The book is available at local book stores throughout Toronto or for a link to order this book: https://www.dundurn.com/books/Torontos-Local-Movie-Theatres-Yesteryear 

 

 Toronto: Then and Now®

“Toronto Then and Now,” published by Pavilion Press (London, England) explores 75 of the city’s heritage sites. It contains archival and modern photos that allow readers to compare scenes and discover how they have changed over the decades. Note: a review of this book was published in Spacing Magazine, October 2016. For a link to this review:

spacing.ca/toronto/2016/09/02/reading-list-toronto-then-and-now/

For further information on ordering this book, follow the link to Amazon.com  here  or contact the publisher directly by the link below:

http://www.ipgbook.com/toronto–then-and-now—products-9781910904077.php?page_id=21

 

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Toronto’s Eaton Centre—Phase One (history)

                    1977  tspa_0109978f[1]

Toronto Eaton Centre (Phase One) in 1977, the year  it opened. View gazes north, the fountain in the foreground. Toronto Public Library, tspa 0109978. 

I will never forget the opening of the first phase of the Eaton Centre on February 10, 1977, as it was a major event in Toronto’s retail history. On the afternoon of the day it was inaugurated, I travelled on the Yonge subway to the Dundas Street station. The train almost emptied as people excitedly pushed through the turnstiles to reach the underground entrance of the Centre. I was merely sightseeing, but I sensed that most visitors were anxious to take advantage of the opening-day sales.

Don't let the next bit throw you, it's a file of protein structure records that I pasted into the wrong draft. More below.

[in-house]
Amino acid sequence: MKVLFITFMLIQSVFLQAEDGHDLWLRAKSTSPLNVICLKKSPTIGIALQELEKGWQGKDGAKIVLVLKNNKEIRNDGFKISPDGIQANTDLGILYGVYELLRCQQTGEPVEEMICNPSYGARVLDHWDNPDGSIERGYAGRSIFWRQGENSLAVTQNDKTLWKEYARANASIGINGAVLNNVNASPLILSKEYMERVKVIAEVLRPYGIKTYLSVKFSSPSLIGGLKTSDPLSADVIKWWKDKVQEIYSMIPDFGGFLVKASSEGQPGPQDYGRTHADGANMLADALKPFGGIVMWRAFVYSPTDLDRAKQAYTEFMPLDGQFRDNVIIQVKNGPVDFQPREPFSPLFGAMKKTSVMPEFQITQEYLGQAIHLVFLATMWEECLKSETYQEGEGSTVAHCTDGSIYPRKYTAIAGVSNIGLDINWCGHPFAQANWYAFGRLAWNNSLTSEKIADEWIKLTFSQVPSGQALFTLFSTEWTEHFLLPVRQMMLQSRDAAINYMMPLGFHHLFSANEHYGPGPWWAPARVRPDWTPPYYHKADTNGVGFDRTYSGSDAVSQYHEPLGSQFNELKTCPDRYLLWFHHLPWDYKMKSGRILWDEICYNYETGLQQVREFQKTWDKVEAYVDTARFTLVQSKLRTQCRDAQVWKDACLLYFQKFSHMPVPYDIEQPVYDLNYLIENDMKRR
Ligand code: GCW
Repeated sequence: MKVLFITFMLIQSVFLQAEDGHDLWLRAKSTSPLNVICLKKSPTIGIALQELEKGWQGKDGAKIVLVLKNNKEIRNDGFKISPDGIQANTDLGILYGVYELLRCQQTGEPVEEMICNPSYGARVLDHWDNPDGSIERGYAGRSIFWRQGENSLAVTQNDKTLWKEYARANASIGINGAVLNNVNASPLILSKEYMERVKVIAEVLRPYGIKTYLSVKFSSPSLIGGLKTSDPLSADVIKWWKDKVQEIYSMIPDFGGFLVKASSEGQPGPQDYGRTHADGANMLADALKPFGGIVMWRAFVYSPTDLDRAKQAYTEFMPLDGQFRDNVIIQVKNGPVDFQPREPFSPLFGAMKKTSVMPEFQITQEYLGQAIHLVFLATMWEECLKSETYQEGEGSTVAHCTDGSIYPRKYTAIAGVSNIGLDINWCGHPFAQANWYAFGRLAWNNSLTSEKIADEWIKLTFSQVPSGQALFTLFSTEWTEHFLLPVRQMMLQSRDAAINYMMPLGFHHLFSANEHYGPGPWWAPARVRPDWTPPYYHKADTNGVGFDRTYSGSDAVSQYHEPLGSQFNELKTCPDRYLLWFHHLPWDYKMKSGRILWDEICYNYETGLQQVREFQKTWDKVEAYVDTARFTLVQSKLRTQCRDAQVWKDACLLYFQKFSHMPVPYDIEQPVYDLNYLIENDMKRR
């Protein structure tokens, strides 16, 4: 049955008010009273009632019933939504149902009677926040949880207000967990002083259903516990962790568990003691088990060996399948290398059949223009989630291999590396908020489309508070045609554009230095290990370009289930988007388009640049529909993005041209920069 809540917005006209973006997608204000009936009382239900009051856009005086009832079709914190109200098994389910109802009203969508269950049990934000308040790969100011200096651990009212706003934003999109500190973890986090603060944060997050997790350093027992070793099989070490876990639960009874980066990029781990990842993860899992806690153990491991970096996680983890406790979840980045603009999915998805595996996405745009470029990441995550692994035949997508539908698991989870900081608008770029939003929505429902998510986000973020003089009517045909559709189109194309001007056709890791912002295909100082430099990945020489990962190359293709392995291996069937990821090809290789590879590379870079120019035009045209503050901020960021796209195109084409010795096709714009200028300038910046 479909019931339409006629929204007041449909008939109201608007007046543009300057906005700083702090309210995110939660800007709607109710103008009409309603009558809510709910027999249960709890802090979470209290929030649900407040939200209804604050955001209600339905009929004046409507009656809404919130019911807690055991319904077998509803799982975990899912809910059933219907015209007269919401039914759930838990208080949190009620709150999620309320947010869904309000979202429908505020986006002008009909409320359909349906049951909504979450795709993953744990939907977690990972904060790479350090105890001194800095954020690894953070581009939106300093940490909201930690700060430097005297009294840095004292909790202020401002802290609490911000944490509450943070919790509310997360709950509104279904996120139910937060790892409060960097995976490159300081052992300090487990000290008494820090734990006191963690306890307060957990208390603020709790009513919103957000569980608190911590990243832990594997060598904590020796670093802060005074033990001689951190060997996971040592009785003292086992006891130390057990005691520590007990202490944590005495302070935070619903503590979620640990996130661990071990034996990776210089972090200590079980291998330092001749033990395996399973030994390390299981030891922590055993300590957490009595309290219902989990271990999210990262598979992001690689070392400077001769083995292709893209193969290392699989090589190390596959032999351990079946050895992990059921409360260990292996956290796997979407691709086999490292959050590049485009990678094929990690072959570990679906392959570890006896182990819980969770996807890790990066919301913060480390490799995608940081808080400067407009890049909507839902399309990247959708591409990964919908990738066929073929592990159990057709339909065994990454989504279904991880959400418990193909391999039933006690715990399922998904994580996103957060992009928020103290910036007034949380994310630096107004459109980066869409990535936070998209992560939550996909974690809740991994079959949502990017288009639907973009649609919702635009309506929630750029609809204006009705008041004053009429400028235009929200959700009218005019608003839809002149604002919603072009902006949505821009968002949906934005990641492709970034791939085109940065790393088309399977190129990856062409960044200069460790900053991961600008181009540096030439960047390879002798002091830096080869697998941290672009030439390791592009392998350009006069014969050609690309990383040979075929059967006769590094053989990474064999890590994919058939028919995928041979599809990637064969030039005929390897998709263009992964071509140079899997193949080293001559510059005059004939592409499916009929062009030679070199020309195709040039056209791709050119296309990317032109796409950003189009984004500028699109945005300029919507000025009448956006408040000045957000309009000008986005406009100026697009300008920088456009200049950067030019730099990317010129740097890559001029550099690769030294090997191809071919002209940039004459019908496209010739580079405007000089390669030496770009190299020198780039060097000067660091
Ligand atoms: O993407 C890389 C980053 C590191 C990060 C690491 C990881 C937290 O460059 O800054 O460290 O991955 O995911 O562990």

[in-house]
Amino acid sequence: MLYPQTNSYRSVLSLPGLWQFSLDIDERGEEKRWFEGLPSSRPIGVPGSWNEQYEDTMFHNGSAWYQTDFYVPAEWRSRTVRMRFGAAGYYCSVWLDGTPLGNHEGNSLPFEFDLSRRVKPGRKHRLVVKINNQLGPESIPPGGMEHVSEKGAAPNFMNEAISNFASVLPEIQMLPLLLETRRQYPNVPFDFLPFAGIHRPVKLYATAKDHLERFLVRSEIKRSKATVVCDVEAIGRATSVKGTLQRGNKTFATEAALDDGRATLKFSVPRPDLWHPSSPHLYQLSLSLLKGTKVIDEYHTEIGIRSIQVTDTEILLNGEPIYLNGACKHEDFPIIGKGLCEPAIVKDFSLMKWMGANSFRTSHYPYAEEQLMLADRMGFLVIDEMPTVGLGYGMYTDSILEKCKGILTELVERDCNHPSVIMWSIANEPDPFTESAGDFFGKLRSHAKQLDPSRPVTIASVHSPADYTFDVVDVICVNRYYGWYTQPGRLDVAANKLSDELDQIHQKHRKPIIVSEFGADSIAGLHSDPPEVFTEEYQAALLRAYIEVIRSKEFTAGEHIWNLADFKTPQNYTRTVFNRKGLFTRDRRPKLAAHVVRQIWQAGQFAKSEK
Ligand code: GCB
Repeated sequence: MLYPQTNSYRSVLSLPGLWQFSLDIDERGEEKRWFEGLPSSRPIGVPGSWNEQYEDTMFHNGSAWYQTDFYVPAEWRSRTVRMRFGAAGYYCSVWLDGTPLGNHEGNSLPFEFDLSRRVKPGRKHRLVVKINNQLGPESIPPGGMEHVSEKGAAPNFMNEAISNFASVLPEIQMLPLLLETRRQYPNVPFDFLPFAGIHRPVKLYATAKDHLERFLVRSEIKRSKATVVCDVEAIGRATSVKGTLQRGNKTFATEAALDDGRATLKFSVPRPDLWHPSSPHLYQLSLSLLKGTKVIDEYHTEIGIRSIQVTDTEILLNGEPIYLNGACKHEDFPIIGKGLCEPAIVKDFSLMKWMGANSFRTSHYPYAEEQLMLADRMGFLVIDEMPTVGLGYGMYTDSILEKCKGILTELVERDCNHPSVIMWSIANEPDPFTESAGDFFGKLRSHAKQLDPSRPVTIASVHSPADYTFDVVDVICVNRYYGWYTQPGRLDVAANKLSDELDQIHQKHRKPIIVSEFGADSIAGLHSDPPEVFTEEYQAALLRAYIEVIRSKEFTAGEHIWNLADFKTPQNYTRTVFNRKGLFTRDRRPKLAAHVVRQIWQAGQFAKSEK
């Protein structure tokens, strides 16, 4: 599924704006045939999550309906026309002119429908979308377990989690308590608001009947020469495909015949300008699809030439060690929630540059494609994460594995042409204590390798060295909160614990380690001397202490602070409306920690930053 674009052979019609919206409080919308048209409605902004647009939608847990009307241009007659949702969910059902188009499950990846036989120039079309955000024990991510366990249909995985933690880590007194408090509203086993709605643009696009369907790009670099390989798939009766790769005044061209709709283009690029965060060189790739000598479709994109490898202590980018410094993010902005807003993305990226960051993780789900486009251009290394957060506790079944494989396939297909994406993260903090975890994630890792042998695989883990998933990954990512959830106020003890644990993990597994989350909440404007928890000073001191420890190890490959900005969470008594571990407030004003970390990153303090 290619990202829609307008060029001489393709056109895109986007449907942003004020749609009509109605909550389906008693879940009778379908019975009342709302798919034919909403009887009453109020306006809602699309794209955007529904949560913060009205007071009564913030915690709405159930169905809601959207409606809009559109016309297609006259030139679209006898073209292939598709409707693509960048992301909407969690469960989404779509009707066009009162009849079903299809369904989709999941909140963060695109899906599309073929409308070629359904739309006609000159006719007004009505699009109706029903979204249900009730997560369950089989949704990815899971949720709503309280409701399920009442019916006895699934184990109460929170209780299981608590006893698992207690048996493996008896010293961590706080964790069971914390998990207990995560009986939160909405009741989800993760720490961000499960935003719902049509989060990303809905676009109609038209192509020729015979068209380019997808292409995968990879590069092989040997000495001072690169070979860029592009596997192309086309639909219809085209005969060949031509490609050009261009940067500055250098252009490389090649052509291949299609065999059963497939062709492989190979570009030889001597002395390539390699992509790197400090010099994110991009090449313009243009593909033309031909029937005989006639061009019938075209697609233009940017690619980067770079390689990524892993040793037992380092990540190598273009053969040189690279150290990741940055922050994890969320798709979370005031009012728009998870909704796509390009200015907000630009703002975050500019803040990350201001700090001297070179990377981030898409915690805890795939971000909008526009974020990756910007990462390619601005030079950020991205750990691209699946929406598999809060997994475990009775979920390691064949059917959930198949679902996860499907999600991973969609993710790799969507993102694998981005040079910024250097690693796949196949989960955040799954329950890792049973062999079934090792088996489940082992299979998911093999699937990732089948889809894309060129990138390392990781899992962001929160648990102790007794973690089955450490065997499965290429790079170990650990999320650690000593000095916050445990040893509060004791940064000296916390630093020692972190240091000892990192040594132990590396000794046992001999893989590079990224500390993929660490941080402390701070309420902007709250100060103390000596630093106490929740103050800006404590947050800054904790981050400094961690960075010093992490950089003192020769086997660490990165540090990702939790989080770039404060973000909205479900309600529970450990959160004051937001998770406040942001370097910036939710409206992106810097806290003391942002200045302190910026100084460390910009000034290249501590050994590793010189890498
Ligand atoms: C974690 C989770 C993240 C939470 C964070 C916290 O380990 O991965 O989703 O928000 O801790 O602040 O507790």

When Phase One opened in 1977, it only extended from Dundas Street, south to Albert Street. Despite being only half the size of today’s mall, it still appeared massive; it was the largest structure of its type that I had ever experienced. My only basis of comparison was Yorkdale Mall, which had opened it 1964. The Eaton Centre contained five levels, unlike Yorkdale that was mostly on one level, though the Eaton’s and Simpsons department stores contained many storeys.

On my first visit to the Eaton Centre, at the south end where the mall ended, there was a fountain that every five minutes or so sent a stream of water skyward, almost touching the glass roof. It was quite a sight when the fountain suddenly ceased, and the tower of water plunged downward. The fountain still exists today, but I believe that it no longer has the impressive geyser of former years. The mall’s enormous indoor space accommodated many high-end shops that attracted Torontonians and tourists alike.

                                       * * *

     History of the Site of the Eaton Centre

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        Post card depicting the Eaton’s complex at Yonge and Queen in 1920.

Prior to the Second World War, the intersection at Queen and Yonge Streets was the centre of Toronto’s retail trade, the department stores Eaton’s and Simpsons being the major attractions. After the war, many people migrated to the suburbs as they possessed more disposable funds and had purchased automobiles. The intersection of Queen and Yonge was too distant to service the needs of these suburbanites.